From the theory of relativity, if any object is moving with the speed of light or more than the speed of light, then the time stops or seemed to be stopped for that object. That means, that the speed of time for an object moving with the speed of light is zero.

So what will be the speed of time for an object in the space, travelling at a negligible speed(i.e.,zero) or approximately stationary.

  • 2
    $\begingroup$ If you stand still and look at your watch you can see how fast time ticks.... $\endgroup$ – Dean Jun 13 '16 at 11:03
  • $\begingroup$ Time dilation is very small at low (relative) speeds. Effectively negligible. $\endgroup$ – userLTK Jun 13 '16 at 11:22

The expression "speed of time" doesn't make much sense, since speed is the rate of change of position with time, and "time" doesn't have a position. Hence it doesn't have a speed.

If you want to know the amount of time dilation at a given speed, it is answered by special relativity. $t' = t\gamma $ where $t$ and $t'$ are the amount of time that passes in the two frames, and $$\gamma = \frac{1}{\sqrt{1-v^2/c^2}} $$

At low speeds, $\gamma$ is approximately 1, and at high speeds it approaches $\infty$.

To fit with your notion of the speed of time as being the relative rate of passing of time in the two frames, an expression for the speed of time would be $t/t' = 1/\gamma$, which is close to zero at high speeds, and close to 1 for low speeds.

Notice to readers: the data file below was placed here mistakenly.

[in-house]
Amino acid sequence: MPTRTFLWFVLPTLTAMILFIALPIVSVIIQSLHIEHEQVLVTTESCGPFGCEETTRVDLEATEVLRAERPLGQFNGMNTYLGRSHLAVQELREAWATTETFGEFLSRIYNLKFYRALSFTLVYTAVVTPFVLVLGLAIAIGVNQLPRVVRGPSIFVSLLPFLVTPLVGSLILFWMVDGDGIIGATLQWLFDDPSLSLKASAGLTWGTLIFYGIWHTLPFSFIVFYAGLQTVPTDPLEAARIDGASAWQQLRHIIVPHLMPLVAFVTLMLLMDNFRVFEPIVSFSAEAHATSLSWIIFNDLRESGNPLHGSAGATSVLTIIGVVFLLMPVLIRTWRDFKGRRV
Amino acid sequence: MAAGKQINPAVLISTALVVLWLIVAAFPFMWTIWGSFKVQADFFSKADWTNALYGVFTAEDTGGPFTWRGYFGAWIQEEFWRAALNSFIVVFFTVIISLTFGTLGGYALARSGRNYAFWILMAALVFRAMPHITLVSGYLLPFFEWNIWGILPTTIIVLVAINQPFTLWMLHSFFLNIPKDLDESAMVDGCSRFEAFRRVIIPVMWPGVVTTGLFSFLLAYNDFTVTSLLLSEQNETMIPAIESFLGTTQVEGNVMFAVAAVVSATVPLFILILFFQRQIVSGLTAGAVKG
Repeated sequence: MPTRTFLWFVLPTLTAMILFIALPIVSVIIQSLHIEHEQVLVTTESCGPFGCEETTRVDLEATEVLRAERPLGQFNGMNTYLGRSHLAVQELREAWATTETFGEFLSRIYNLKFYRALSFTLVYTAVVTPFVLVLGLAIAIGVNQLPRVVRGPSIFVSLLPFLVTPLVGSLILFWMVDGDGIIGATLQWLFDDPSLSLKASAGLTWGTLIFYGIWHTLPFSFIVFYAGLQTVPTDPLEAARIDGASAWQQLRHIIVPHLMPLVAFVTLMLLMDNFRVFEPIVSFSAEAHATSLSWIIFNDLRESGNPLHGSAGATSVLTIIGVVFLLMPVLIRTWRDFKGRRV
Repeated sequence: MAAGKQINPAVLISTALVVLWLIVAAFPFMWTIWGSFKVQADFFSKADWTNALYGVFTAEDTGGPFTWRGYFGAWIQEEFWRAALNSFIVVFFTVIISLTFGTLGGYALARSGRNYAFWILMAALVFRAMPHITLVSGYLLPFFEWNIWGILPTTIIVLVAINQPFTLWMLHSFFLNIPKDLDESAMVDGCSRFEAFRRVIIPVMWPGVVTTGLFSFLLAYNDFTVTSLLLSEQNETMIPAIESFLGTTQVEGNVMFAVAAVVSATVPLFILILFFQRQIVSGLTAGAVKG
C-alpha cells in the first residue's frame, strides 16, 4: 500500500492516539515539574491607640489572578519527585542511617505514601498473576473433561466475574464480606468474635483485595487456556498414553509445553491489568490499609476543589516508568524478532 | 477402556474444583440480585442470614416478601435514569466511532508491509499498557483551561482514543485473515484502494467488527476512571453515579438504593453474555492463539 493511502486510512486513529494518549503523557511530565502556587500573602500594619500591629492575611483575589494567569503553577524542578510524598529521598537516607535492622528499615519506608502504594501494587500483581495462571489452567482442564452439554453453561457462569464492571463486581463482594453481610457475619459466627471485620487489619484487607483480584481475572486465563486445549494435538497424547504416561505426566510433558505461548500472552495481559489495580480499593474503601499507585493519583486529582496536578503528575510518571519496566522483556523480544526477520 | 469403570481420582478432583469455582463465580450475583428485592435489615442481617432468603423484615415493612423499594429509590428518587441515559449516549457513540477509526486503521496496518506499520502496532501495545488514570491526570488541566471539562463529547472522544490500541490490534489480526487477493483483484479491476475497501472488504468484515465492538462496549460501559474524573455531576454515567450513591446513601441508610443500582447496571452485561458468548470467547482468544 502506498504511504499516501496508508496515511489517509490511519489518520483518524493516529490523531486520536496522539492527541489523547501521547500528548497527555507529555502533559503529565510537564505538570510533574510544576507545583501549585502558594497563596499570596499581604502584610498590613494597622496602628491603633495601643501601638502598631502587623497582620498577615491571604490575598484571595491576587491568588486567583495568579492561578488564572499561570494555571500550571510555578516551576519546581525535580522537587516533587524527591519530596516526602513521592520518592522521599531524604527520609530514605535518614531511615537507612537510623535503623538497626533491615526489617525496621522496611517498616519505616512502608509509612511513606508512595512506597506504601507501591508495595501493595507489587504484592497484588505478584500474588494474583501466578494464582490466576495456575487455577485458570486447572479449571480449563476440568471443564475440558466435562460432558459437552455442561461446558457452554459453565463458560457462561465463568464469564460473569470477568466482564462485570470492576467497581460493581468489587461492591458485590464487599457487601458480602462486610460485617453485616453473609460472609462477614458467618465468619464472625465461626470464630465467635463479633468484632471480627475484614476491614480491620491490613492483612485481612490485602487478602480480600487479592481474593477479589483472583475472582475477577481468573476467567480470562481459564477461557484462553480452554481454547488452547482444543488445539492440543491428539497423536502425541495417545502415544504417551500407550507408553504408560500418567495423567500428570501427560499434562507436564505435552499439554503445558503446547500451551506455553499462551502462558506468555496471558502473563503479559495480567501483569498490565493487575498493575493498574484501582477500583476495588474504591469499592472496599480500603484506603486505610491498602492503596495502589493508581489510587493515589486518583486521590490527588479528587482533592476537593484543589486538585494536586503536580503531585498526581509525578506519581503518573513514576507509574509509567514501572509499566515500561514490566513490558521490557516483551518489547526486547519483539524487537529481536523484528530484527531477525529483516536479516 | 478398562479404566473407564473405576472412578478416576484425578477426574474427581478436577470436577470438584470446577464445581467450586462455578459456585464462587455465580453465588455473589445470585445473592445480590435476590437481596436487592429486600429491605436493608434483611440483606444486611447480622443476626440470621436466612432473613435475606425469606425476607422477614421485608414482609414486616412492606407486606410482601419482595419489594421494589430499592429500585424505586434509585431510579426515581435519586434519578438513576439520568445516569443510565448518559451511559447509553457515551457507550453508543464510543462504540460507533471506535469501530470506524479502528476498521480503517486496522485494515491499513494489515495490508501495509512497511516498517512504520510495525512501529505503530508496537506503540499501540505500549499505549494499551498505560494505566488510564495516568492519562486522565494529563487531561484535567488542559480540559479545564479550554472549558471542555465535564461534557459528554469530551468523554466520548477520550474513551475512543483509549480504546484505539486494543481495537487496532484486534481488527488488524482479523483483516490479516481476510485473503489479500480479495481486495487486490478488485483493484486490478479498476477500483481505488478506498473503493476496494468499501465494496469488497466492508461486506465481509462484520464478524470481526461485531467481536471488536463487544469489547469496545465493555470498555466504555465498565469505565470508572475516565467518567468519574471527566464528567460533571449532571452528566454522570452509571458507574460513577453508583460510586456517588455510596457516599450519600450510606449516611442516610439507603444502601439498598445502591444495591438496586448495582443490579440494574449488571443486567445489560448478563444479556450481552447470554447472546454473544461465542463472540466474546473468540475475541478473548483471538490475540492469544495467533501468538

So the speed of time at low speed is equal to 1.

  • $\begingroup$ The equation t/t′=1/γ , is a dimensionless equation. So, how can you say that it is the equation to calculate the speed of time, when it doesn't have any dimensions. $\endgroup$ – Rahul Yadav Jun 13 '16 at 16:36
  • 1
    $\begingroup$ Yes, that is exactly the point I make in the first paragraph. Your question doesn't make sense as written. There is no such thing as the speed of time. $\endgroup$ – James K Jun 13 '16 at 21:03

The speed of time is constant for everyone regardless of the reference frame. If (A) moves with the speed of light he won't notice that time is going slower. But for another person (B) not in the same reference frame, he sees his time is going slower.

  • $\begingroup$ Can you expand on this answer. What is an outstanding person? $\endgroup$ – James K Jun 13 '16 at 21:08
  • $\begingroup$ With outstanding person I mean a person that is not in my reference frame. If I am moving nearly with speed of light that person would see me in slow motion. $\endgroup$ – BobbyPi Jun 13 '16 at 21:16

Not the answer you're looking for? Browse other questions tagged or ask your own question.